Larry Harmon

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For the soccer coach, see Larry Harmon (soccer coach).
Larry Harmon
Born Lawrence Weiss
(1925-01-02)January 2, 1925
Toledo, Ohio
Died July 3, 2008(2008-07-03) (aged 83)
Los Angeles, California
Cause of death Heart attack
Known for Bozo the Clown

Lawrence Weiss (January 2, 1925 – July 3, 2008), better known by the stage name Larry Harmon and as his alter-ego Bozo the Clown, was an American entertainer.[1]


Harmon was born in Toledo, Ohio and raised in Cleveland. During World War II, he served as a private in the Army. Upon returning, he wanted to become a doctor, until he met entertainer Al Jolson. According to Harmon's autobiography, The Man Behind the Nose, Jolson told him, "Being a doctor of medicine is honorable, but you'll touch so many more lives as a doctor of laughter!"[2] Harmon instead attended the University of Southern California, where he majored in theater and performed in the Spirit of Troy marching band.[1]

In 1956, Harmon purchased the licensing rights to the Bozo character from Capitol Records. Harmon marketed the Bozo property aggressively. By the late 1960s, Harmon had licensed local Bozo TV shows in nearly every major U.S. market, as well as in other countries.[3] Harmon also produced a series of Bozo animated cartoons intended to be shown with the live-action show, performing Bozo's voice himself.

Harmon's animation studio also produced eighteen Popeye The Sailor cartoons in 1960 as part of a larger TV syndication package.

In the mid-1960s, Harmon bought the merchandising rights to the likenesses of Laurel and Hardy from the comedians' widows; and promoted a Laurel and Hardy TV cartoon series, the animation work on which was done by Hanna-Barbera Productions. Harmon performed Stan Laurel's voice in the series. In 1999, Harmon co-produced and co-directed a live-action feature, The All New Adventures of Laurel and Hardy: For Love Or Mummy, starring Bronson Pinchot as Laurel and Gailard Sartain as Hardy. Intended as the first of a series, it was released direct to video and no sequels were made.

In 1984 Harmon stood as a write-in candidate in the presidential election with the aim of encouraging people to vote.[4][5] Only Arizona reported the number of votes he received, which for this state was 21.[6] The total number of write-in votes across the United States was 19,315 or 0.02 percent of the vote. There was a 53.27% turnout.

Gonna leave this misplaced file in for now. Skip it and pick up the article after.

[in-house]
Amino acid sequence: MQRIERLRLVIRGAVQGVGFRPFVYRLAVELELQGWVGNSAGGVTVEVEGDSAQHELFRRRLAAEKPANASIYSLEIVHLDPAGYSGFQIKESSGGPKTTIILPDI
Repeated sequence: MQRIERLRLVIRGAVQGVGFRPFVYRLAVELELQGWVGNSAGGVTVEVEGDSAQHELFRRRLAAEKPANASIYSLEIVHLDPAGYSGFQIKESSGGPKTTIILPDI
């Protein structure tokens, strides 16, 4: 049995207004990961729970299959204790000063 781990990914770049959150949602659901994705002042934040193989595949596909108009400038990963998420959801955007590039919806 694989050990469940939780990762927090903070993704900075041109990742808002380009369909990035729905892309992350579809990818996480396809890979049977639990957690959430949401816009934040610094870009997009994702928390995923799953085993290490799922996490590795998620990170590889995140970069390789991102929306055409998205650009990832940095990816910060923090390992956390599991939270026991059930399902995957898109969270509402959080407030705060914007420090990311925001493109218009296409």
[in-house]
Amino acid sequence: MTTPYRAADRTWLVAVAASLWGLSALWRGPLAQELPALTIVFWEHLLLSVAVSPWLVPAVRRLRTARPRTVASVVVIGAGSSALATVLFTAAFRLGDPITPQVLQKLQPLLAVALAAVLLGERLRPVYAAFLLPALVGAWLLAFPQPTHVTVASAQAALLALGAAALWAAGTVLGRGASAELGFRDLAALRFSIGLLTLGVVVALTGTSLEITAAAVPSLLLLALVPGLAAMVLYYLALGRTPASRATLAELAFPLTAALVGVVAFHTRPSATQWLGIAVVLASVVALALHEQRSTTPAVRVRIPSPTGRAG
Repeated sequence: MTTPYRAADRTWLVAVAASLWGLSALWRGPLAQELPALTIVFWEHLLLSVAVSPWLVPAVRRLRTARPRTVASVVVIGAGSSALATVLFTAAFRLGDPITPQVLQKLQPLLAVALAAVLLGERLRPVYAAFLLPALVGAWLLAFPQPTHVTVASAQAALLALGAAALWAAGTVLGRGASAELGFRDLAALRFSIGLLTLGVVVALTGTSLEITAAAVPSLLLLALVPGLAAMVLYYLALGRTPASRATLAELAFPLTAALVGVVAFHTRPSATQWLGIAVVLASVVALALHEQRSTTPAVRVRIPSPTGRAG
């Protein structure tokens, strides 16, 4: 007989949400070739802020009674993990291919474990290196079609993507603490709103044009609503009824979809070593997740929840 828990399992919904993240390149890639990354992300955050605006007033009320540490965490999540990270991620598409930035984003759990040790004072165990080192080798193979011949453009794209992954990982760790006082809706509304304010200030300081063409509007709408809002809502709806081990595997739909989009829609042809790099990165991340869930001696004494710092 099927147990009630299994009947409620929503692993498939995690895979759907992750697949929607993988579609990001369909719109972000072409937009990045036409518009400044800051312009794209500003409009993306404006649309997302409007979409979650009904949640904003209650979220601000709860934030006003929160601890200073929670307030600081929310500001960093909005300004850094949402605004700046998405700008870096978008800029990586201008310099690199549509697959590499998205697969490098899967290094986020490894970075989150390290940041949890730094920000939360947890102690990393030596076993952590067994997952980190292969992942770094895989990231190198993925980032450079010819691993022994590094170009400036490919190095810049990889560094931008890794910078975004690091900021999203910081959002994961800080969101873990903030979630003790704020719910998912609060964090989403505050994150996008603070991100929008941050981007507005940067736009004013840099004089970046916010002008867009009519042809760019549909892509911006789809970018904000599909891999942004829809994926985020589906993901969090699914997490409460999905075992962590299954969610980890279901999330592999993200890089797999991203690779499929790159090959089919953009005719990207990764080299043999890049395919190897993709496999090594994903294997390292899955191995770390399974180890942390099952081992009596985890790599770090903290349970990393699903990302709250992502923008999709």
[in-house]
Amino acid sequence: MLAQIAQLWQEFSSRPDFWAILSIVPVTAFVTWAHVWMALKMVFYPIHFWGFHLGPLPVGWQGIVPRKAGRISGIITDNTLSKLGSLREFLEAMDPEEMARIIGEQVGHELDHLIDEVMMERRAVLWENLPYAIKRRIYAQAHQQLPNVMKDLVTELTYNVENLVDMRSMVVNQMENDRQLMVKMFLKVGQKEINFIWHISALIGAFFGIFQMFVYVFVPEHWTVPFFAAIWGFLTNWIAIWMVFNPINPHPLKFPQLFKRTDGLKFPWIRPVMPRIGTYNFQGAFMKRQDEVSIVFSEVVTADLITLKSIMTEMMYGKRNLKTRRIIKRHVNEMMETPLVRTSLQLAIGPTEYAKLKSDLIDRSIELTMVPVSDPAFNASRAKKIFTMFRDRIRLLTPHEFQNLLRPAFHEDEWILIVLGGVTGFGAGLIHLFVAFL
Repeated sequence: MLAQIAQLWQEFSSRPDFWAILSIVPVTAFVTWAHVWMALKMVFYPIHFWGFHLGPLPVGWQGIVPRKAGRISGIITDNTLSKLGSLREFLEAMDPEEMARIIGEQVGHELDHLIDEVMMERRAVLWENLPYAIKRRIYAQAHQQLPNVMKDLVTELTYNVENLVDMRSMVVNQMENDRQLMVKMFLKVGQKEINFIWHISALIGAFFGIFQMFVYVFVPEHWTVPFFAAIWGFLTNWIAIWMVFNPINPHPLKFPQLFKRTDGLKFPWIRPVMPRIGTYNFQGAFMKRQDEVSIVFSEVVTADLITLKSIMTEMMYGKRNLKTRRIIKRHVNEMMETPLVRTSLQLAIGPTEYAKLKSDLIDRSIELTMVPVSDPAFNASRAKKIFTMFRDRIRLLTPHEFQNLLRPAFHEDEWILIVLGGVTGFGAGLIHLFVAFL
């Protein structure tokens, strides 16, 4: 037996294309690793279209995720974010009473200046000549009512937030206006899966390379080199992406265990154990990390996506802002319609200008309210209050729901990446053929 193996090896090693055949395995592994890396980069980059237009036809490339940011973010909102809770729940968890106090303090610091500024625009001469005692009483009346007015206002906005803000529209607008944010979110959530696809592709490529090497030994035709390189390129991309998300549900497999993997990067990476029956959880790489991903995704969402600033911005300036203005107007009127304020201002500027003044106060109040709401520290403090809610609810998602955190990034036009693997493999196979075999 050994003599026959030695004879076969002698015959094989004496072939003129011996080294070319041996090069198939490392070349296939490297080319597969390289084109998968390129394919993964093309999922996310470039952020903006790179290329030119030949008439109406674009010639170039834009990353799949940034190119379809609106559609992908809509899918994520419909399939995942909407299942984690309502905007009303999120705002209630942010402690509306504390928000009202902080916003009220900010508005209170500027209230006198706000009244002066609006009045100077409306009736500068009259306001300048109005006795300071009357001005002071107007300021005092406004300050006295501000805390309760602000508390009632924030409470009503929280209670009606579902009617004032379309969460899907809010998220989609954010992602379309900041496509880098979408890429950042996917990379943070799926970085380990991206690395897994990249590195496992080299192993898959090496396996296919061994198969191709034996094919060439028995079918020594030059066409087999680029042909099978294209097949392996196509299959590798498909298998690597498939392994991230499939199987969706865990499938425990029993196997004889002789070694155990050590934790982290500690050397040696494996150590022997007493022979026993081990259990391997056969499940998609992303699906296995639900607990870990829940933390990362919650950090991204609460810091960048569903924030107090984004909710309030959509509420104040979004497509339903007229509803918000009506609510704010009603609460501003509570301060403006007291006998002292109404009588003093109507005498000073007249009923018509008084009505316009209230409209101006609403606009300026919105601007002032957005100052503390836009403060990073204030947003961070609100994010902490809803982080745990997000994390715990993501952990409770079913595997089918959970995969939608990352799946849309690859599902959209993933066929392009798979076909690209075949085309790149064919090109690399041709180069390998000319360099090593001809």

On New Year's Day 1996, Harmon dressed as Bozo for the first time in 10 years, appearing in the Rose Parade in Pasadena, California.[7]

He wrote an autobiography titled The Man Behind the Nose: Assassins, Astronauts, Cannibals, and Other Stupendous Tales, which was published in 2010 by Igniter Books. One of Harmon's alleged ex-wives disputed the veracity of the memoir.[8]

On July 3, 2008, Harmon died of congestive heart failure in his home in Los Angeles, California.[9] He is buried in Mount Sinai Memorial Park Cemetery in Los Angeles.

Harmon was married four times and had four children: filmmaker Jeff Harmon, and three daughters.


  1. ^ a b Dennis McLellan, Larry Harmon, 83; entrepreneur made Bozo the Clown a star, Los Angeles Times, July 4, 2008.
  2. ^ The Man Behind the Nose Book Description at
  3. ^ Bozo the Clown: The Unusual History of Bozo the Clown
  4. ^ Forgotten Newsmakers website
  5. ^ Kathryn Andrews: Run For President, an exhibition at the Museum of Contemporary Art, Chicago of artworks by Kathryn Andrews inspired by the event.
  6. ^ Official resultes
  7. ^ Rogers, John (July 4, 2008). "Larry Harmon, longtime Bozo the Clown, dead at 83". San Francisco: Hearst Communications. Associated Press. Archived from the original on 2008-09-30. Retrieved 2013-03-03. 
  8. ^ McKay, Hollie (August 25, 2010). "Ex-wife of Bozo the Clown claims lies, infidelity in new book". 
  9. ^ "Larry Harmon, Who Popularized Bozo, Dies at 83". Associated Press in The New York Times. July 4, 2008. Retrieved 2008-07-05. Larry Harmon, who bought the rights to the character Bozo the Clown and turned him into a show business staple that delighted children for more than a half-century, died Thursday at his home here. He was 83. 

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